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  • Writer's pictureBronwyn Lea

What is Lent and What does it mean for Me?

This week marks the beginning of Lent on the church calendar. If you’re curious about what that means for you (and for us as a church) in your journey with Jesus, here’s a beginner’s guide to the what, why, and how of this ancient Christian rhythm.

 

What is Lent?

 

Lent is the 40 days (not including Sundays) before Easter. It begins on Ash Wednesday (this year, it was February 14th), and goes through Good Friday (March 29th), when we remember Jesus’ crucifixion. Lent finishes with Easter Sunday (March 31st), when we celebrate Jesus being raised to life again. 

 

Why is Lent observed?

 

Modeled on Jesus’ 40 days in the wilderness, Christians have observed Lent as a time for personal confession, reflection, and meditation leading up to the joy of Easter. We remember our own mortality and sin, and how Jesus’ death and resurrection reflects and redeems that.

 

How do Christians Observe Lent?

 

Over the centuries, Christians have had various worship services and personal practices designed to help us clarify our beliefs and live into the tension of the pain of our sin-soaked selves in a sin-soaked world, and the hope held out by Jesus’ resurrection.

 

Some of these practices are done together, like Ash Wednesday and Good Friday services; while others are more personal , like following a devotional, or the habit of “giving up something for Lent”. Usually this means fasting from something you really love (like chocolate!) and, in feeling its absence, we’re reminded of our dependence and mortality. We’re reminded that “something good is missing in this world”. Then, on Easter Sunday when you tuck into those traditional chocolate easter eggs, it’s a “taste” of the joy of resurrection.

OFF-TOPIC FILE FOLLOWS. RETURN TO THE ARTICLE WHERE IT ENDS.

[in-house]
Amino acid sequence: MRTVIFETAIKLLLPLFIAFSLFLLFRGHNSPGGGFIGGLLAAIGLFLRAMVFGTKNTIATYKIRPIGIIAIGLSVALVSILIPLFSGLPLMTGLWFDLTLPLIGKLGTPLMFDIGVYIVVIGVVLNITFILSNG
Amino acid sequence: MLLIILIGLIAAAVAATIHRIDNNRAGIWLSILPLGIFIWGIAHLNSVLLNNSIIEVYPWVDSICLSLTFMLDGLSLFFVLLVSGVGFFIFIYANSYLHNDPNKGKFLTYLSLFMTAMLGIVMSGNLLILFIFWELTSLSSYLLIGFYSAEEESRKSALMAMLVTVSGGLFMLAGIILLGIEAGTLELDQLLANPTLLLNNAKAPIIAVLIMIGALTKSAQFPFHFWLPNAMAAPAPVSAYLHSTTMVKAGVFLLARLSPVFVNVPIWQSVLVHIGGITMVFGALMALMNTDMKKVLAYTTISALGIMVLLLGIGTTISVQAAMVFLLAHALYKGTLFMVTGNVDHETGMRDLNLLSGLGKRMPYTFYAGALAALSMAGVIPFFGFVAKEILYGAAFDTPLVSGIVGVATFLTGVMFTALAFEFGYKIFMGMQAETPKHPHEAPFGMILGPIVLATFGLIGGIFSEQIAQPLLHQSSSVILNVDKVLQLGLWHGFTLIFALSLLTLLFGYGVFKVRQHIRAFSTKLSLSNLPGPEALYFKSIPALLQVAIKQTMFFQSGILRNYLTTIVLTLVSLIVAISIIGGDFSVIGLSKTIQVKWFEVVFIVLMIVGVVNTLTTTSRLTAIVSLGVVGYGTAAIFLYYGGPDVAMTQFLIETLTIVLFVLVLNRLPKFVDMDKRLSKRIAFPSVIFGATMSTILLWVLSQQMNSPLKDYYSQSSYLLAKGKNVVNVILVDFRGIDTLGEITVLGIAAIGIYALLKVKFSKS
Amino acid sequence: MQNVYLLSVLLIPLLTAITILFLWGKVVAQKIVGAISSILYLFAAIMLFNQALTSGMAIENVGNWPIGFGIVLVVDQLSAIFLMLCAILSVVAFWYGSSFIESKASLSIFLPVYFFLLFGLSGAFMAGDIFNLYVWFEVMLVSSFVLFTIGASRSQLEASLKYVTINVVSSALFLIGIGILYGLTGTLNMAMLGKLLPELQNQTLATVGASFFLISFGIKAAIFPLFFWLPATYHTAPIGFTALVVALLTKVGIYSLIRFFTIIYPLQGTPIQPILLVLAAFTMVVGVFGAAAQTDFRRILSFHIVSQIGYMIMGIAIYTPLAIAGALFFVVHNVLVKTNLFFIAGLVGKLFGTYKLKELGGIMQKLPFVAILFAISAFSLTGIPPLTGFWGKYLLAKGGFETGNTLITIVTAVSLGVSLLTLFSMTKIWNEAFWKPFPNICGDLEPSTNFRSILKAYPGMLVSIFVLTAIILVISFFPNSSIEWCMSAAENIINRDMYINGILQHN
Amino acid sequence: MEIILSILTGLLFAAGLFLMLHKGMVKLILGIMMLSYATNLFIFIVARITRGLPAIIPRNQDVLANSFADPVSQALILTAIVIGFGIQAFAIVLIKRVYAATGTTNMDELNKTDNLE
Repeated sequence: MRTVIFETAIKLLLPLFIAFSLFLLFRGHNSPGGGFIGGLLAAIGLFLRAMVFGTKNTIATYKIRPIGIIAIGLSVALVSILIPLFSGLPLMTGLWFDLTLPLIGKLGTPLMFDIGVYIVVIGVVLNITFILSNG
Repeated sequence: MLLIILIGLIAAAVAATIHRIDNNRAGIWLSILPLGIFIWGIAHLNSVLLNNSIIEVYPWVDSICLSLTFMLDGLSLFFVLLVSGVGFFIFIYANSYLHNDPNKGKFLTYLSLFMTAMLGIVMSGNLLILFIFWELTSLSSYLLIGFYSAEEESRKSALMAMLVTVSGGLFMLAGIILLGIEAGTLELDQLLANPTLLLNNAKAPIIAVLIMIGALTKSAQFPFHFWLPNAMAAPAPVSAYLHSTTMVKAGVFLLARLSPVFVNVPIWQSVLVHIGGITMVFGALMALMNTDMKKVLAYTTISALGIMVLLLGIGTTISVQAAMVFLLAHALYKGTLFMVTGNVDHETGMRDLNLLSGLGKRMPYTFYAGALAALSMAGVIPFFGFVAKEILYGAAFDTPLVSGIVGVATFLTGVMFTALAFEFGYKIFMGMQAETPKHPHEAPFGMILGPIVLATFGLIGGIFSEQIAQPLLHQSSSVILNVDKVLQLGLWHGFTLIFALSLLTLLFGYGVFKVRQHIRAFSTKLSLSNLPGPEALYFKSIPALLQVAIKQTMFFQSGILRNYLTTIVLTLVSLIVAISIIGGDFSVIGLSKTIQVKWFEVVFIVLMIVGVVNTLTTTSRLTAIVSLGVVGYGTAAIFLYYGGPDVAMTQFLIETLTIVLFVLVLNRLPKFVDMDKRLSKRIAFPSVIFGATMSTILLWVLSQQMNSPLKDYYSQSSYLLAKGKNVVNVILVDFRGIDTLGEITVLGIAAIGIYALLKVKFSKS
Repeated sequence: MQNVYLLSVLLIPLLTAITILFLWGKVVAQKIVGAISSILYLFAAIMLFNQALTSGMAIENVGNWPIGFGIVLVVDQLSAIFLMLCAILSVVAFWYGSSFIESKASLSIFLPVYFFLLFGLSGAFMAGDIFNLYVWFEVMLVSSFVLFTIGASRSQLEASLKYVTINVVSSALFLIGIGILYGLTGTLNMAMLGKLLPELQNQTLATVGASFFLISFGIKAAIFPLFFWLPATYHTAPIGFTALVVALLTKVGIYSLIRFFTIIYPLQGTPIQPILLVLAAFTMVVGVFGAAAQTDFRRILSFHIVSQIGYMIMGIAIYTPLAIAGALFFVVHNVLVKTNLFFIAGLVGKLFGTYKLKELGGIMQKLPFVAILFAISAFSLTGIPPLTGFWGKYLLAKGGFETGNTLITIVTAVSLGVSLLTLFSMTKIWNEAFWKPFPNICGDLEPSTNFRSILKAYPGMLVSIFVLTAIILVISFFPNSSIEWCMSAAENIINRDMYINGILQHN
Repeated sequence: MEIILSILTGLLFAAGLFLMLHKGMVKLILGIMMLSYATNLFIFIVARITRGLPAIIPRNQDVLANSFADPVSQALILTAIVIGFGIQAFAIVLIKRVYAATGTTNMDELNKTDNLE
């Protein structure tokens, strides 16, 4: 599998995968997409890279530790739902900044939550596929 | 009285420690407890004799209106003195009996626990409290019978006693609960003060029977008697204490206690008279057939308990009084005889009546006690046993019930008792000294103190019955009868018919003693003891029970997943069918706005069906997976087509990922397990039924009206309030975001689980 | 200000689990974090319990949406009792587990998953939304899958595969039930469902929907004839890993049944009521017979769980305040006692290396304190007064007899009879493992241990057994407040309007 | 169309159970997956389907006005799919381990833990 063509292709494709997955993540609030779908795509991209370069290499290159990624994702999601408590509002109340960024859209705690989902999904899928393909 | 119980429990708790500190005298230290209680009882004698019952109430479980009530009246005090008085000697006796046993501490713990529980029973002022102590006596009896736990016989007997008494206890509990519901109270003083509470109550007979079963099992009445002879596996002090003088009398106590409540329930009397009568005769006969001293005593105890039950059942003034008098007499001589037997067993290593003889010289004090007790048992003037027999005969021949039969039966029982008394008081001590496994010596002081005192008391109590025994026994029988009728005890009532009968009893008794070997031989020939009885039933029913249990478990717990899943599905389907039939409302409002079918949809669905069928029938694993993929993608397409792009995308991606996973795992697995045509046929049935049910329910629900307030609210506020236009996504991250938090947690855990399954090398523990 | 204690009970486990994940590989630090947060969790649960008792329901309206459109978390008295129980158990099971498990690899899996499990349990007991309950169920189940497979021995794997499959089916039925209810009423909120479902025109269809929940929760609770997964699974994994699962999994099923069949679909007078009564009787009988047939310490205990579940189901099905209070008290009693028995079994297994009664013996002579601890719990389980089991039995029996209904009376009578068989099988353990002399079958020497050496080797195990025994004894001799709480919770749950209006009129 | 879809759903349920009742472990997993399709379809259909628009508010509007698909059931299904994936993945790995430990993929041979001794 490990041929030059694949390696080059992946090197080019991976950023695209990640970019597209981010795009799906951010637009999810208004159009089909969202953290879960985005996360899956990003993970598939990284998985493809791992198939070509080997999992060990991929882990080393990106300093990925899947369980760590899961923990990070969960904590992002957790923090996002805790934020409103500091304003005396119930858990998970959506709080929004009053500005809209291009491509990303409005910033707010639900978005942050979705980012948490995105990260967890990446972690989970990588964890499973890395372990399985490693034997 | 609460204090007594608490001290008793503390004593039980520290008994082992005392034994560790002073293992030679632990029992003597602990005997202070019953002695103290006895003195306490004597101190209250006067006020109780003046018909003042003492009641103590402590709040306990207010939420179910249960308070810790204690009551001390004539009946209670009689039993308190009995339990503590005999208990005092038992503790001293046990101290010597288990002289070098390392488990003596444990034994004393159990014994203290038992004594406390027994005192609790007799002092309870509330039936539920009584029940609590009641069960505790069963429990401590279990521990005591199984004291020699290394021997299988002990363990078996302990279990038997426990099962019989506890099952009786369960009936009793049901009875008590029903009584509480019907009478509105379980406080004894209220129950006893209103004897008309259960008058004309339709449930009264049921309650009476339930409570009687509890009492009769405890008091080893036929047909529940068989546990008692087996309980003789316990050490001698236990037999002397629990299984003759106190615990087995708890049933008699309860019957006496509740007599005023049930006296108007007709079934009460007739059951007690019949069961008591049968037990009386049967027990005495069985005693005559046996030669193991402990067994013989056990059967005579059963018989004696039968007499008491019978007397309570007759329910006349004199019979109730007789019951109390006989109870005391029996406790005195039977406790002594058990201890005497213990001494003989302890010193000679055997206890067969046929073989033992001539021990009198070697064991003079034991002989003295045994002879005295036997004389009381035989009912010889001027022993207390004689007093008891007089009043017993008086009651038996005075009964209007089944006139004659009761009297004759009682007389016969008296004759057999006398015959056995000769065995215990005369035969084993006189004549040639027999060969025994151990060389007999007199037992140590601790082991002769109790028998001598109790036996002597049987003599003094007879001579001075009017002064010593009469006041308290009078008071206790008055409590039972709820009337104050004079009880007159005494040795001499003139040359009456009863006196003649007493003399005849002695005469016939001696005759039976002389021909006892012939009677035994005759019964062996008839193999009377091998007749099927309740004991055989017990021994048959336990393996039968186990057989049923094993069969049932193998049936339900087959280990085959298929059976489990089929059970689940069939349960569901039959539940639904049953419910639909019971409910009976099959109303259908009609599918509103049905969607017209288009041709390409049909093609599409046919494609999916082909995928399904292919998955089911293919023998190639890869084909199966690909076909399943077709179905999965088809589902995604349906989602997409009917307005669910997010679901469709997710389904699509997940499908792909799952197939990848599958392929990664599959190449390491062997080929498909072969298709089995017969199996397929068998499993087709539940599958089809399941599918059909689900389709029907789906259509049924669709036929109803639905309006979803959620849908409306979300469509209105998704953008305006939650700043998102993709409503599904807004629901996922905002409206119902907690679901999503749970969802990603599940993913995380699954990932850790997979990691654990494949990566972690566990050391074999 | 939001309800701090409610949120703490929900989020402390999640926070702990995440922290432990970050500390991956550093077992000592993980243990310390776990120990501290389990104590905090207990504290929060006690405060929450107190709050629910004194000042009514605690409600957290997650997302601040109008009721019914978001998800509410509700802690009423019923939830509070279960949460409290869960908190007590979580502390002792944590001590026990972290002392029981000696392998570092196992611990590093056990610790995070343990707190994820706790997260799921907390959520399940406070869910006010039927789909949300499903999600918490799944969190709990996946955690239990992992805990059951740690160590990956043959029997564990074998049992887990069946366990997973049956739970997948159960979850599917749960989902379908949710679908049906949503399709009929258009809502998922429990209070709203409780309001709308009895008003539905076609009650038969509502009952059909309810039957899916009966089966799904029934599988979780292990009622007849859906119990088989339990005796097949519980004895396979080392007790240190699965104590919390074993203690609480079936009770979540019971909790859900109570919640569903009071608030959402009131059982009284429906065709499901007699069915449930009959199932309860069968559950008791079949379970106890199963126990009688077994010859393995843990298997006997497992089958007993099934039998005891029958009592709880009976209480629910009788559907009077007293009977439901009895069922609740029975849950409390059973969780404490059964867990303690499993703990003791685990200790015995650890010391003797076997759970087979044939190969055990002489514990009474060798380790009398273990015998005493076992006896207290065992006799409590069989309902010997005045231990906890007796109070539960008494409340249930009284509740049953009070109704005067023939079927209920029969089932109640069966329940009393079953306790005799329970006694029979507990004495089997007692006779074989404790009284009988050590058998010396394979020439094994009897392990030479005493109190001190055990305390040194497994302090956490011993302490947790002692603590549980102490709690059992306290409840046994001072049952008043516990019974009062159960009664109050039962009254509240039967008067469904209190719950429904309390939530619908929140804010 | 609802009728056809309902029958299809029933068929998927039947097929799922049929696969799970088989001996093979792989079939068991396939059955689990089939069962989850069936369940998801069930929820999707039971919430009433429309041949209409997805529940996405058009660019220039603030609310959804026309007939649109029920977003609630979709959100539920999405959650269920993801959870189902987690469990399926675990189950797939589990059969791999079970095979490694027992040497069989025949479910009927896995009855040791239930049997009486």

How can we make the most of Lent?

 

Observing Lent is not something Jesus spoke about. There are no Biblical guidelines or sacraments we’re required to follow: we have freedom in this! But, it is a rhythm that Christians over the centuries and all across the world have found to be meaningful. So we invite you to consider which of the following might be spiritually enriching for you (and put some dates and alerts on your calendar):

 

Wednesday Prayer Meetings from 12pm-12:30pm on Zoom. This is our weekly church prayer meeting: perhaps you might like to join in during Lent? Click here for more information.

 

Good Friday Blood Drive: Friday March 29th, 1-5pm in the FBC Fellowship Hall. We’ll host our third annual blood drive in partnership with Vitalant on Good Friday. It is both a reflective time for us to remember Jesus’ life-saving blood given for us, as well as a profound way to serve a huge need in our community. Of all people, Christians believe that blood saves lives :) Look out for the link to sign up soon.  

 

Good Friday Service: Friday March 29th, 7pm at FBC. Join us for a communion service to remember Jesus’ crucifixion and burial.

 

Easter Sunday Service : Sunday March 31st at FBC: Bring a flower for the courtyard flower cross and join us for brunch and a celebratory Worship Service: He is Risen!

 

Personal Devotional Options to Consider During Lent : Consider whether one of the following might suit your preferences and practices during this season:

 

 

However you choose to observe Lent (or not), remember that the goal of Lent isn’t to better your life, but to center your life on what matters most: the One who made you and died for you. If you’d like to talk more about any of these ideas, please reach out to one of the Pastors. We want to be pursuing God together with you in this season.

 

Yours in hope,

Pastor Bronwyn

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